This book began badly for me, with one of those imaginative reconstructions that some people enjoy; in this case of Francois de Lorraine, second Duke de Guise, setting out from his principal residence, the Chateau de Joinville, on the morning of 1 March 1562. We even get an account of what Francois was thinking about as he mounted his horse, although this comes with an authorial apology, since we really have little clue what that might have been.
The reason why one may be tempted to speculate was that later that day he and his retinue were to take part in the "massacre" of some 50 Protestants at the nearby town of Wassy. Whether Wassy - incidentally often spelt with a V - "reverberates across the centuries" to quite the extent that Stuart Carroll states I rather doubt, but in so far as it marked the start of the French Wars of Religion, it was undoubtedly an important event. These wars are what this book is really about, and the interest in this book lies in Carroll's reinterpretation of the part that members of the Guise family played in them. Far from being the mixture of Catholic bigots and self-aggrandising Machiavellians of many history books, they appear, in Carroll's account, in a much more nuanced, not to say attractive, light.
In particular, Francois, the second Duke, whom Carroll defends from the charge of planning the massacre at Wassy, and his brother Charles, Cardinal of Lorraine, emerge in their different ways - one the bluff but honourable soldier, the other the ecclesiastical statesman - as anxious to avoid the horrors of civil war, with a proviso that what the Cardinal sought especially was a form of religion acceptable to all. What was unacceptable to the Guise family was the policy of "toleration" that emerged de facto, by which Protestants were allowed to practise their faith in certain prescribed areas - a toleration that was unacceptable to most people in the 16th century, as it seemed a sure recipe for perpetual conflict.
Another important theme is the role of the great French families, including a category not to be found in England, the so-called "Princes", of which the Guise were among, although unlike the Bourbons, they were not related to the French Crown. It is arguable that conflict between these families could not have been prevented even if the French monarchy had been better served by its representatives, but the religious differences added considerable fuel to the fire.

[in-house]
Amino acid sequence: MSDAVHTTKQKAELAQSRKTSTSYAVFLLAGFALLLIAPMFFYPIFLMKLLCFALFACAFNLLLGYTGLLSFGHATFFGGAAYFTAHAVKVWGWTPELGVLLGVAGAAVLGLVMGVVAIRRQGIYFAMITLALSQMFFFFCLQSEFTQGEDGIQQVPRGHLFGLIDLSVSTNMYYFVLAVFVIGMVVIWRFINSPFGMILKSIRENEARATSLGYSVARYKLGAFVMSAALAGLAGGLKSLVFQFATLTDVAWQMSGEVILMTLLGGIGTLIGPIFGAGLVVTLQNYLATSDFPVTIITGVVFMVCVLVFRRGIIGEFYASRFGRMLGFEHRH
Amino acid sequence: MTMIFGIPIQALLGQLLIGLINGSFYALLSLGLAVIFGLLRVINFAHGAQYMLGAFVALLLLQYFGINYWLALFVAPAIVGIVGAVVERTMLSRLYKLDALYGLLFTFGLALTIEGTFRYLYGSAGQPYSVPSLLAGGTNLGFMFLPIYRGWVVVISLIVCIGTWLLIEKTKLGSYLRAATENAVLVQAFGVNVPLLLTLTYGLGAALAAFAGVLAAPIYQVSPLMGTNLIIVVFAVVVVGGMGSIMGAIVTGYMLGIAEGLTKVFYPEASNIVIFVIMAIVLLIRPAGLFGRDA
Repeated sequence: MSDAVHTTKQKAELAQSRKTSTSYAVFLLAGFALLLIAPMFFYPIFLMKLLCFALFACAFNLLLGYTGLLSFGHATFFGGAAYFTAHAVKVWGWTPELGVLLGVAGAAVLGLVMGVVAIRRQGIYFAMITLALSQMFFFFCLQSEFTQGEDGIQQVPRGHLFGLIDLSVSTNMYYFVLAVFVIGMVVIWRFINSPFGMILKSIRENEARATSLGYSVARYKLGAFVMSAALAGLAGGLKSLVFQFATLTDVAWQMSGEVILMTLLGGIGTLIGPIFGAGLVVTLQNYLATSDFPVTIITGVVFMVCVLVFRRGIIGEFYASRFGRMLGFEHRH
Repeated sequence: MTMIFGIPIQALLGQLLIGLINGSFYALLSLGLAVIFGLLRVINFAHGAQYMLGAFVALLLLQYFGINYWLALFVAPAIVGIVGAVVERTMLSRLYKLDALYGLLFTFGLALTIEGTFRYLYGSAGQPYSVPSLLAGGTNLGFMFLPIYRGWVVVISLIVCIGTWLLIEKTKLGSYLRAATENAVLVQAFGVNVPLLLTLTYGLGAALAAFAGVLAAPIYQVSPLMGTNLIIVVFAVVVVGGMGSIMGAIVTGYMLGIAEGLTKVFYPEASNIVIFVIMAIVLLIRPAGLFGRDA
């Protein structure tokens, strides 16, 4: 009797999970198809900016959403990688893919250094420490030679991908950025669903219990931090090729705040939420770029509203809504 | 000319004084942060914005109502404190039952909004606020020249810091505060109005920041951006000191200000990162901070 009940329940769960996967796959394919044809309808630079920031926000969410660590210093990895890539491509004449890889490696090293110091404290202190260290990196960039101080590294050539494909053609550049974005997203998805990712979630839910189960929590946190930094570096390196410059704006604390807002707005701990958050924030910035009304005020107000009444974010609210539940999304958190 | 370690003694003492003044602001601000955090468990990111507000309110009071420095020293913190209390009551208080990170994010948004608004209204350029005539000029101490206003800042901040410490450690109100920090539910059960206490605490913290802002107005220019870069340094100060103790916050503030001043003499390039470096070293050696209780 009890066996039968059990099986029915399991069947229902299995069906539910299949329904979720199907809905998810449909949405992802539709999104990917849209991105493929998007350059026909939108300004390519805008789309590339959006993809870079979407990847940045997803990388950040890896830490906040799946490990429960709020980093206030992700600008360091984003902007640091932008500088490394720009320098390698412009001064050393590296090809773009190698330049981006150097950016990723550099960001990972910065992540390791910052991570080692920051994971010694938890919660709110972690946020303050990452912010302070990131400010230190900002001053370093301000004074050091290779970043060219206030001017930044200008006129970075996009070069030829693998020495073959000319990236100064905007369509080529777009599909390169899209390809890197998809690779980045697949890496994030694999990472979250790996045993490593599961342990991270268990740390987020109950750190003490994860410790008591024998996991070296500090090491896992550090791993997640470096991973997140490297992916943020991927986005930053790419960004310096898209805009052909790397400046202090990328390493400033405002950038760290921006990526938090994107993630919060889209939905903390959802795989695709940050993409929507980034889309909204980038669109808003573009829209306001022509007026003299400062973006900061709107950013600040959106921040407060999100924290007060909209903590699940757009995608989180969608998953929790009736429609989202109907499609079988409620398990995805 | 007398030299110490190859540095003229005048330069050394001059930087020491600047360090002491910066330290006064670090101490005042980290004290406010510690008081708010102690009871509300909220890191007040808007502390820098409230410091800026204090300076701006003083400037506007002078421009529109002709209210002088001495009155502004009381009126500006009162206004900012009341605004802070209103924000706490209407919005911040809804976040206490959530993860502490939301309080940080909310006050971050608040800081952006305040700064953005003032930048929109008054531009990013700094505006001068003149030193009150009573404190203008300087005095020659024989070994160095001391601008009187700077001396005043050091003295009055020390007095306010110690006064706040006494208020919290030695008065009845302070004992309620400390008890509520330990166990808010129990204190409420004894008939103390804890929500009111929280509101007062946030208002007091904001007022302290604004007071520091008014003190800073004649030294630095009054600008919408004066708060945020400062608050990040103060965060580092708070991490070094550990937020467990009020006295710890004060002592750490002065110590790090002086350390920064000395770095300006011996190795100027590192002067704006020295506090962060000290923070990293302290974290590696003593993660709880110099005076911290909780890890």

So, too, did the blood feuds. Francois the second Duke was assassinated, perhaps with the involvement of the Protestant Gaspard de Coligny. Francois' son Henri, the third Duke, was directly involved in the assassination of Coligny, although his role in the Massacre of St Bartholomew, which started with the failed attempt on Coligny's life, is interestingly played down by Carroll. But Henri himself was to be assassinated, although in this case the King, Henry III, was largely responsible.
All is not good about this book. Much is stated rather than interpreted. There is an awful lot of history packed into only 300 pages of text, so that important topics, such as, for example, the role of the Queen Mother, Catherine de Medici, and the precise relationship between the Guise family and the Catholic League, get squeezed out - and this despite the fact that Carroll sees the emergence of the Catholic League as "a radical break with the past". The book is too thinly noted, and there are one or two copy-editing howlers including the appearance at one point of the House of Boubon-Vendome.
But for all that, this book comes as a welcome surprise for someone who, as a teacher, tried hard to avoid the topic, considering it far too complicated. Among other things it left me with some admiration for this talented and physically attractive family - a comparison with the Kennedys comes to mind. It has also encouraged me to think again about this most complex period of French history, and what more can one ask of a history book than that?
Martyrs and Murderers: The Guise Family and the Making of Europe
By Stuart Carroll
Oxford University Press
Published 3 September 2009